“Arbitrage” opens in theaters and is also available on-demand on September 14.

Gere delivers his best performance to date as Robert Miller, a hedge fund magnate secretly on the brink of bankruptcy. He keeps up the façade of a sparkling billionaire, but behind those eyes we see raw fear and a conscience devouring itself.

Richard Gere cooks the books in “Arbitrage,” an elegantly crafted potboiler that fires on all cylinders, giving the “Officer and a Gentlemen” star his juiciest role yet.

Gere is wonderfully contrasted by the gutsy and grimy performance by Tim Roth as Detective Bryer. Jarecki gives us a fascinating look into the mind of a financially and morally bankrupt individual.

. Roth is coarse as he cuts through all the seedy economic and legal details, desperately trying to stick evidence to the sly and slithering Miller. He is a perfect fit for Robert Miller, just as “Arbitrage” is a perfect fit for the star.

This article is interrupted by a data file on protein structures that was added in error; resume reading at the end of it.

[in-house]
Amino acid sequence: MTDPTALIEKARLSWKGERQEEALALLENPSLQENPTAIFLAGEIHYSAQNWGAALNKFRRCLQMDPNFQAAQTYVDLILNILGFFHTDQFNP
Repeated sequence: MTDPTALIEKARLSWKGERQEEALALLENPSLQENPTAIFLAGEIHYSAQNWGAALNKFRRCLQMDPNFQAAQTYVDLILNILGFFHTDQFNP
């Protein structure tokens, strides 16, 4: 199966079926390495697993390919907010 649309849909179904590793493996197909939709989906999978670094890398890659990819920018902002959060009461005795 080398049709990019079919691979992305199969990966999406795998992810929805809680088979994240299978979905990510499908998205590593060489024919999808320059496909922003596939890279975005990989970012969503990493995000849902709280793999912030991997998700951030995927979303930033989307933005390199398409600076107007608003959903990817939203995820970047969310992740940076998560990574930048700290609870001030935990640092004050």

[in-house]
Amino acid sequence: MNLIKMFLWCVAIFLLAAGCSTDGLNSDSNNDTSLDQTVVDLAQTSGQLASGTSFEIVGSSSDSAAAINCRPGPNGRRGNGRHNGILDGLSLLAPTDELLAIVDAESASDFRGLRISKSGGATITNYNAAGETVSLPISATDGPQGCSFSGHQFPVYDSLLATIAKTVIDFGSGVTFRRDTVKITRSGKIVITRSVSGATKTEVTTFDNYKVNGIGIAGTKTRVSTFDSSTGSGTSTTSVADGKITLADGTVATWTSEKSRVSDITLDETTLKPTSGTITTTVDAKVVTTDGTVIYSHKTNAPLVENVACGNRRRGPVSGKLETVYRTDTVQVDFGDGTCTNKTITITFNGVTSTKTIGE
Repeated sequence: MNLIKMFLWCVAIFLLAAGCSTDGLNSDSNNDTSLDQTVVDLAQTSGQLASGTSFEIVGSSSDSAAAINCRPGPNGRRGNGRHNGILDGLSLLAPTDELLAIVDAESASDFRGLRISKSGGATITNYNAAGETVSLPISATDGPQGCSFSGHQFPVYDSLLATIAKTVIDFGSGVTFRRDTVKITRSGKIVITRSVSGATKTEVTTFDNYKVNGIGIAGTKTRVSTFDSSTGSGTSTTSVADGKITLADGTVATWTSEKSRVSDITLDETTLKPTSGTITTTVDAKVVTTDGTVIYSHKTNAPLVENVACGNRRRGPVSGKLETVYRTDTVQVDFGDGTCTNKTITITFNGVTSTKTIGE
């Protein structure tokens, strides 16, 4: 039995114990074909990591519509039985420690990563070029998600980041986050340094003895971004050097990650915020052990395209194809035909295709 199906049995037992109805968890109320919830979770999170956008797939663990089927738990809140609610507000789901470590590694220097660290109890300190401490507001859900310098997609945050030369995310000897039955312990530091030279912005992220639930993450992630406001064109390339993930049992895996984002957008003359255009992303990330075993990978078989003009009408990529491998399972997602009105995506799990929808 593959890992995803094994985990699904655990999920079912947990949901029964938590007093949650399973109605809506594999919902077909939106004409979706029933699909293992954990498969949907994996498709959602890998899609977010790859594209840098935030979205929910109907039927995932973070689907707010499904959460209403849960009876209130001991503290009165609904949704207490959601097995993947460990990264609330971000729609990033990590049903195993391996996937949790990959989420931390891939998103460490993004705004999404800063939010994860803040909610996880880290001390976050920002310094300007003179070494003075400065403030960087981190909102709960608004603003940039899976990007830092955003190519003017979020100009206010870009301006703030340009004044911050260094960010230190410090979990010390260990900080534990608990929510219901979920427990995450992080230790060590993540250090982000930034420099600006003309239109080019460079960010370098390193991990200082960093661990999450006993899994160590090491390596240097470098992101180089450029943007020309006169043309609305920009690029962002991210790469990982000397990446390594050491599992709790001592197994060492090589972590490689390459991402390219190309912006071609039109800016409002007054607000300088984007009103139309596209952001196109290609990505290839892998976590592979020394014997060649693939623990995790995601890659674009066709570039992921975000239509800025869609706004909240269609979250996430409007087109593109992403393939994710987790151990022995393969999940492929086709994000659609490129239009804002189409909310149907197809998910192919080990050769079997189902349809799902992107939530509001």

Gere is superb at portraying the sliding scale of success

Rachel Fox Earns Spot on Seventeen Magazine’s Power Teens List as Day-Trading Actress

With other investments, I will definitely pay attention to what’s going on in pop culture a lot … So, being a young investor, actually, has huge advantages and nobody even knows about that because pop culture and, you know, all the things that influences certain companies to do very well, is right at your fingertips.”

When Rachel Fox is not appearing on TV and in movies, the 19-year-old is keeping busy as a stock day trader at her computer — a skill that’s earned her a spot on Seventeen magazine’s Power Teens list.

Fox writes about all that she’s learned on her blog, “Fox on Stocks,” with the hope of helping others improve their financial literacy.

So Fox began trading with her own money that she made from acting. In her very first year of day-trading, Fox’s returns beat the S&P 500.. I had this understanding and know-how. “Just let the enthusiasm take you ’cause that’s what I did and I was like …